(How do you keep this season’s – well, last season’s – momentum going? 10 wins, playoffs – that’s a great start for a new situation. How do you keep that going?) – “I think when we look back at it – and we’re still going through it – I think (Head Coach) Adam (Gase) deserves a lot of credit from this culture of accountability (of) ‘the best players will play.’ Again, I think there are countless examples, but to me, one of the more noteworthy ones is here is Jay Ajayi, who doesn’t even travel to Seattle, and he’s our team MVP. That’s rare in our sport to happen. That says a lot about Jay and his work ethic and his resiliency, and I think it says a lot about Adam and the culture of, ‘the best players will play.’ We’re going to have short memories, but guys will have to earn it. I think moving forward, our players understand that, enjoy that and know they’ll have opportunities to play. I think it’s up to us collectively to go get the best talent, pay it the appropriate way and try to put a team together that can be sustainable for a couple of years.”

Chris Grier:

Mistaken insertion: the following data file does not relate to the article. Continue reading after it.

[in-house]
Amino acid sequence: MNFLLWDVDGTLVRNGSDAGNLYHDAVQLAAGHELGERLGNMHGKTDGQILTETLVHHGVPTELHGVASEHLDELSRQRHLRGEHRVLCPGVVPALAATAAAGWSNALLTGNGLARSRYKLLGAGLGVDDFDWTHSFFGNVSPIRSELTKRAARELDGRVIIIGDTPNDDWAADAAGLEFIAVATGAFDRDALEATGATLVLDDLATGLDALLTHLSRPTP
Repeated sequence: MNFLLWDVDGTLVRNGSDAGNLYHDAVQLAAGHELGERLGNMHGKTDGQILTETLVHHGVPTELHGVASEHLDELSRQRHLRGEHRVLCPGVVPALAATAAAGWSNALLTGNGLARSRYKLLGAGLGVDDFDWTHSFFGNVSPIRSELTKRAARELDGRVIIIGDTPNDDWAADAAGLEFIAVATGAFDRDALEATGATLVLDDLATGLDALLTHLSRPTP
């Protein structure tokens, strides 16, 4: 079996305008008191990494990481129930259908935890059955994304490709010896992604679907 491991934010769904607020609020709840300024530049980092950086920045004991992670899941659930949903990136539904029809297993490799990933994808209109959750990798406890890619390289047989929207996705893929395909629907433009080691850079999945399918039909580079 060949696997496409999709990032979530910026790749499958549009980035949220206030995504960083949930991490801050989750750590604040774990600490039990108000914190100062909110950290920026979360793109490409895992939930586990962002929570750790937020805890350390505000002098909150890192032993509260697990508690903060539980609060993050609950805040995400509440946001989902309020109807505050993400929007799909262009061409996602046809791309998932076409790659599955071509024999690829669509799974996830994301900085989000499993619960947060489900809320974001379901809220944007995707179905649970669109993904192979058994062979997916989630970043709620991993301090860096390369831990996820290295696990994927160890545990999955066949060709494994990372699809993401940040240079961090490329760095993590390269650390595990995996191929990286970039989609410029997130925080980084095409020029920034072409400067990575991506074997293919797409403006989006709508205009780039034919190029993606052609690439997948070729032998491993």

(You mentioned RB Jay Ajayi – and I was thinking about this earlier – how sustainable does the organization view Ajayi’s future success? Another way to say it is how do you view how far he has come and what his future might be?) – “I think he has just scratched the surface of what he can be. I think he’ll become more patient at times and stuff. I think part of it too is the offensive line. Guys have to stay healthy. He’s adjusting to different guys in (the game) each week, a couple weeks here and stuff. With Jay, the one thing is he wants to be good; he wants to be great. He’s young, and he knows his things he can improve on. We’re excited for his future. Again, it’s (up to) us to make sure we keep surrounding (him with) good players and keep upgrading the offensive line so that we can make sure he becomes a factor for years to come.”